Please join us at CYTO 2017 booth #502 June 10-14 for a walk through on how spectral technology provides better data for research involving heterogeneous samples. You’ll also be able to get hands-on experience with new DeNovo 6.0 software that now natively supports spectral analysis. We’ll also be showing our best in class SH800 cell sorter and our FX500 replaceable fluidics cell sorter. The FX500 uses single use consumables to support an aseptic workflow with automation that simplifies operation and enables walk-away sorting.

      Our commercial tutorial will be presented in room 309 on Monday June 12 from 12:30 to 13:30. This year’s presentation will focus on how raw spectral data provides a more accurate and unbiased data for clustering transformation and analysis. We will show you data that demonstrates how these transformations make it easier to see populations in heterogeneous samples using spectral flow cytometry.

      As you probably know, this year’s CYTO scientific program promises to be one of the most interesting in memory focusing new approaches for deeper understanding of biological systems. In her opening lecture, Illuminating Biology at the Nanoscale with Single-Molecule and Super-Resolution Imaging, Dr. Xiaowei Zhuang, from the David B. Arnold Professor of Science at Harvard University and an investigator of Howard Hughes Medical Institute, will discuss single-molecule and super-resolution imaging methods developed by her lab apply to biological studies.

      This deep look at optical tools continues with the lecture from Ed Boyden, professor of Biological Engineering and Brain and Cognitive Sciences at the MIT Media Lab and the MIT McGovern Institute. His lecture, Optical Tools for Understanding Biological Systems focuses on the work performed at the Synthetic Neurobiology Group, he leads.  Tools developed by the group are designed to analyze and repair complex biological systems, such as the brain, to reveal ground truth principles of biological function of these systems and to repair them.

      Whether you are attending CYTO2017 to network or examine new approaches to understanding disease and improving clinical care, CYTO is the must attend event for idea sharing and innovation. We look forward to seeing you there.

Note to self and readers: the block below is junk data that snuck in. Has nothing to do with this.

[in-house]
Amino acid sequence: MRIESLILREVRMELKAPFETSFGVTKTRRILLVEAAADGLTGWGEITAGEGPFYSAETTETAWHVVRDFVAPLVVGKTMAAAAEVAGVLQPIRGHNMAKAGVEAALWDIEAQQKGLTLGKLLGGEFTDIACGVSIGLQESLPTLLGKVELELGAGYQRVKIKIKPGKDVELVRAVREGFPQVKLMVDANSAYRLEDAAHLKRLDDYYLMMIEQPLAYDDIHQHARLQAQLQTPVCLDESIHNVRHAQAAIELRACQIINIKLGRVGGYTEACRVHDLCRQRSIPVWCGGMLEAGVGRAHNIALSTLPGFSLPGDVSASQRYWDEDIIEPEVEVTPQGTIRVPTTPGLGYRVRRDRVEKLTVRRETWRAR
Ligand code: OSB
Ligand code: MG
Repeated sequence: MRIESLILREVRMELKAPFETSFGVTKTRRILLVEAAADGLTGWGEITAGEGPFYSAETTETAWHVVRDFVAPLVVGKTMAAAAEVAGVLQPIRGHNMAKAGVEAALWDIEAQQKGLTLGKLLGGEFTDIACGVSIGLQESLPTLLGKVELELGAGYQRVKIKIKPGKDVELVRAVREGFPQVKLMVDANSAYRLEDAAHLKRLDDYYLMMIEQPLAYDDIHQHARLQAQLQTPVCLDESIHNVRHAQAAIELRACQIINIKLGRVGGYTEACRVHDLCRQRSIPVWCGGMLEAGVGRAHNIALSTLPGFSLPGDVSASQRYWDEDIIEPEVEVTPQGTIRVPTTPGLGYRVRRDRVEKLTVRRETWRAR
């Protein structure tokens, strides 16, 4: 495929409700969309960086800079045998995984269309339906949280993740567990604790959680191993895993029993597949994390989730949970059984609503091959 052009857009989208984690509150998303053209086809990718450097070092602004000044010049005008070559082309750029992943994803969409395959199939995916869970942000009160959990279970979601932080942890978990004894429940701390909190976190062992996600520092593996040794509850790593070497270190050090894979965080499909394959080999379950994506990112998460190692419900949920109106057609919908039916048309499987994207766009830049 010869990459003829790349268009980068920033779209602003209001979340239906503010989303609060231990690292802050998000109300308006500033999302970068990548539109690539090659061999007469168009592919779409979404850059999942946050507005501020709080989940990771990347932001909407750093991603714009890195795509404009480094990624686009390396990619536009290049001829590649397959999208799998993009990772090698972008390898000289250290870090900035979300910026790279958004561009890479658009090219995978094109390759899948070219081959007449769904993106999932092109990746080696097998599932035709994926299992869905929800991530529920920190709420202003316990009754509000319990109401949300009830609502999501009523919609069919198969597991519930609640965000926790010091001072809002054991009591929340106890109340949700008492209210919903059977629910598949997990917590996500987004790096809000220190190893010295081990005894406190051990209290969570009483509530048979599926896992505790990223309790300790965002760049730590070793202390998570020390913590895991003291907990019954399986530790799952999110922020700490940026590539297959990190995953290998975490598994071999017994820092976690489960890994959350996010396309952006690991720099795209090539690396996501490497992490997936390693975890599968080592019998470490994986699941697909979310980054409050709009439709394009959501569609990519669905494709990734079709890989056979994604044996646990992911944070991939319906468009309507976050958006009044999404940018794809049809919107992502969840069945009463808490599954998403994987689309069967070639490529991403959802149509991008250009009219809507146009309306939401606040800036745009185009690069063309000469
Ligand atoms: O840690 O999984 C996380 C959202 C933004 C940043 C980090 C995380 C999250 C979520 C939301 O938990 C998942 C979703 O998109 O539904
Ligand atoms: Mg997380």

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    • Standardization In - Variability Out – Reliable Data from your Cell Analyzer

      25 May 2017

      As most researchers know, all instruments have some variability and over time settings continue to drift. Obviously, instrument variability is “bad” because it can unwittingly impact your data – forcing you to re-run experiments to determine what caused data anomalies.

      To eliminate instrument variability, Sony cell analyzers include a new Standardization function that sets Sony systems to a global specification with one simple click.  Behind the scenes, Sony Standardization Mode automatically sets universal parameters for laser alignment and calibration; detector correction and dark noise elimination.  This ensures high reliability.  When working with a single instrument, standardization ensures you’ll get the same specification from day to day. When working across multiple instruments, standardization ensures all instruments are set to the same specification.  Simple as that.

      In conventional flow, instrument QC is performed to verify instrument performance.   Beads determine bandpass filter settings and laser alignment and laser calibration are performed manually.  Although a comprehensive validation is performed, there is no way to verify that settings from one instrument match another and no guarantee that the operator has setup the instrument correctly.

      To demonstrate the capabilities of the standardization function, we gathered data from six SA3800 spectral analyzers located in the United States, Europe and Japan.  To see how standardization produced reproducible results, download the technical note, Standardization capability on a Sony spectral flow cytometer.

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    • Using cell sorting to isolate cells with genes edited by CRISPR-Cas9

      19 May 2017

      With the ability to easily identify and isolate single cells from a heterogeneous phenotypic population, a cell sorter is a useful tool for laboratories studying and applying the CRISPR technology as a tool for editing genes and creating single cell libraries.